Kai and Yen: T2 Bicycle Trailer

Kai and Yen stayed with us over the weekend; they’re about 18 months into a two-year trip around the world. Kai was pulling an interesting single-wheel T2 trailer. Unlike my BOB Yak, the rear wheel has what looks like an active torsion-spring suspension:

T2 trailer suspension
T2 trailer suspension

They’re taking the northern route across the US and Canada on their way back to Taiwan:

Kai and Yen - ready to roll
Kai and Yen - ready to roll

They make our bicycling adventures fade to pale gray… which is OK with us!

6 thoughts on “Kai and Yen: T2 Bicycle Trailer

  1. Interesting. Do you know what the advantages are of a sprung trailer? Do they feel the suspension makes a difference?

    My new trailer (under construction – https://picasaweb.google.com/motorconversion/Hurricane_aanhanger#) is unsprung. Am now beginning to seriously ponder building a velomobile (GFRP shell) along the lines of the Versatile, and even for that I’m doubting whether to add suspension to the front wheels.

    So I’m very interested in their experiences with a suspended trailer.

    1. the advantages are of a sprung trailer?

      I doubt it buys you much for on-road riding, although dropping one wheel of your trailer into a pothole might torque you right over unless there’s a rotary joint on the yoke. Oh, yeah, I forgot: they don’t install potholes on your roads, right? [grin]

      Kai & Yen were obviously accustomed to off-road / rugged-road riding, but much of their tour seemed to be on the road. Perhaps the T2 was simply the trailer they had, rather than the ideal one for the job.

      I keep lusting after a velomobile, although I think around here it’d be painfully slow on the hills. I have enough trouble with a fully loaded ‘bent and trailer!

      1. Valid point. The ball-end rod I’ve used for the previous trailer had about 20 degrees of freedom in all directions, but that’s it. BTW, my main worry with my particular (Heim) joint was the bike falling over when parked with the trailer attached.

        You’re correct about the potholes, we hardly have them here, but I live only a few kilometer from the Belgian border and do plenty of cycling there – especially when I’m in for a thrill and want to test the suspension of my bike (and whether my dentist did a proper job on my fillings).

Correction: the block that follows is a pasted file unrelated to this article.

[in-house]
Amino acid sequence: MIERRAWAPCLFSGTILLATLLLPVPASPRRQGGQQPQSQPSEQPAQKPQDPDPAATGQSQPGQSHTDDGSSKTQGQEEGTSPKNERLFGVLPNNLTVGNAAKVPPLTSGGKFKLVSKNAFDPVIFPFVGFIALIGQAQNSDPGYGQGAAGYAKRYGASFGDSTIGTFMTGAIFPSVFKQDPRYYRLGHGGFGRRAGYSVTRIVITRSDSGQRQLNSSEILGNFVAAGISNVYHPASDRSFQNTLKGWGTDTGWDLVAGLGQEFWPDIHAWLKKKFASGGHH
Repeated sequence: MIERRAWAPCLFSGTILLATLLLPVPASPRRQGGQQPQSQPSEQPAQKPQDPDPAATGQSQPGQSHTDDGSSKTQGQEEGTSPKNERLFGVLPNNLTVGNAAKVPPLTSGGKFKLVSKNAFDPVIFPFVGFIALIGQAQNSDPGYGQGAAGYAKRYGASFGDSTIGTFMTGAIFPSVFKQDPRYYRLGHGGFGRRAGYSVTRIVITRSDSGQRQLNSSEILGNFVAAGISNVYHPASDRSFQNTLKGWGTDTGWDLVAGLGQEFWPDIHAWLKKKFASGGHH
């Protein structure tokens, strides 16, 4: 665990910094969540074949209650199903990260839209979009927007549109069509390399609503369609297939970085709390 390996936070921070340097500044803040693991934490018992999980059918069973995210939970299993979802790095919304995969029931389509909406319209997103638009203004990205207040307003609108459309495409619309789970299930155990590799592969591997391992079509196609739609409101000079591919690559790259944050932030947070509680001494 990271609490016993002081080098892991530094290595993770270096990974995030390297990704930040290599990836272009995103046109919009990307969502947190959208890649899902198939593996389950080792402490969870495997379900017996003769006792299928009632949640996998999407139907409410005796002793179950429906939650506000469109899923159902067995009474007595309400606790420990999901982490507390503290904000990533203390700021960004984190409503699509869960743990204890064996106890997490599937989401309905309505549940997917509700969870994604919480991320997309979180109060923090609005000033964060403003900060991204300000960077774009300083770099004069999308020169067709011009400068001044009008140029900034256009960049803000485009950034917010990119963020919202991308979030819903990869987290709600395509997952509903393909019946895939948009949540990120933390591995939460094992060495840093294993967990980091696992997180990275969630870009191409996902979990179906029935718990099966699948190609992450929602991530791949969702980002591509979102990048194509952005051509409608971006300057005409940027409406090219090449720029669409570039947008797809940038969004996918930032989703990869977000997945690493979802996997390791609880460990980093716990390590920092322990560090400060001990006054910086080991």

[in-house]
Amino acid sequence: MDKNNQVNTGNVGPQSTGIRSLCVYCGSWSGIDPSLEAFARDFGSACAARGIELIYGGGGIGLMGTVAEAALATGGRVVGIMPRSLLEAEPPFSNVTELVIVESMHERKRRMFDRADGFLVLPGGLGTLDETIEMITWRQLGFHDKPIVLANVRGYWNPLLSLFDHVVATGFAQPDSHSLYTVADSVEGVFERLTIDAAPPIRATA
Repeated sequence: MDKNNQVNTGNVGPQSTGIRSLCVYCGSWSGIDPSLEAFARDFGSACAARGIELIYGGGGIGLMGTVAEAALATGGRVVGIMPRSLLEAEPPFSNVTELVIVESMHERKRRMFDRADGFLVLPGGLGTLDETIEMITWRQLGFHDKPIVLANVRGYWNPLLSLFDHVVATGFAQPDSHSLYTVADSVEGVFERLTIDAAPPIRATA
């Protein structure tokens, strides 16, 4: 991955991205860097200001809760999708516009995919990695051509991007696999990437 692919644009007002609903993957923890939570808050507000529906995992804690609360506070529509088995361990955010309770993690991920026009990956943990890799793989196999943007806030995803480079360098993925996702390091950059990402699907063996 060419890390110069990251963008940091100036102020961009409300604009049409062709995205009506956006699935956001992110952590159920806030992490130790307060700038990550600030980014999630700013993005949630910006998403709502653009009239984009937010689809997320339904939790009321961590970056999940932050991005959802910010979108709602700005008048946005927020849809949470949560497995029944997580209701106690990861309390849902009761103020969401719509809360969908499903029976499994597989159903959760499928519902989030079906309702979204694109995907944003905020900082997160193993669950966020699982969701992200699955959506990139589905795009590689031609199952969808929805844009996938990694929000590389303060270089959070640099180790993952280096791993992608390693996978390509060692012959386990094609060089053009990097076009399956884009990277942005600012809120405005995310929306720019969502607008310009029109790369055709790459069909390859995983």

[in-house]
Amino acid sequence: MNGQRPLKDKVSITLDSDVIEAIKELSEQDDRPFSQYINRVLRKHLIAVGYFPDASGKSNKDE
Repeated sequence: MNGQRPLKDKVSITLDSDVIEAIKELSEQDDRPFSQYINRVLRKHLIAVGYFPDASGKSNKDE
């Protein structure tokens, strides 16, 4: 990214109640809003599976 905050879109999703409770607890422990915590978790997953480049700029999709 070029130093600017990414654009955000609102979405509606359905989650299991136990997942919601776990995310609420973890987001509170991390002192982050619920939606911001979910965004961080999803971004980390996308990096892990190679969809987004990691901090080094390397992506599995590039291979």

Do your friends have an online journal/blog of their travels? Would be interesting to read, especially their experiences over here (if they’ve visited Europe, that is).

        1. about 20 degrees of freedom in all directions

          That should take care of most problems, although the really nasty holes would take up all the rotation and still have enough momentum to hurl you into the bushes.

          an online journal/blog of their travels?

          I must feed their notes into a translator, but they probably do that to mine, too.

        2. Just checked it out (just the pictures). Very nice!

          Looks like they passed very nearby, as they’ve been to Roosendaal and Antwerp. Also see they’ve visited Rotterdam where I used to go to college in a previous life.


          Looks like they’re taking the Little Prince on a tour of the world?

          And I see they’ve also discovered our ‘blikvangers’ (can-catchers; basketball hoops/nets for midgets, mounted vertically, and near bike paths) for cyclists to toss their garbage in. Those silly Dutch…. make a sport even out of throwing away garbage….

          1. make a sport even out of throwing away garbage

            Better than around here, where cyclists sometimes become targets…

            That is, FWIW, the reason why our bikes have a tall VHF/UHF antenna mounted on the left side of the upper seat rail. [sigh]

            Haven’t had any trouble in a long time, but even once is too often.

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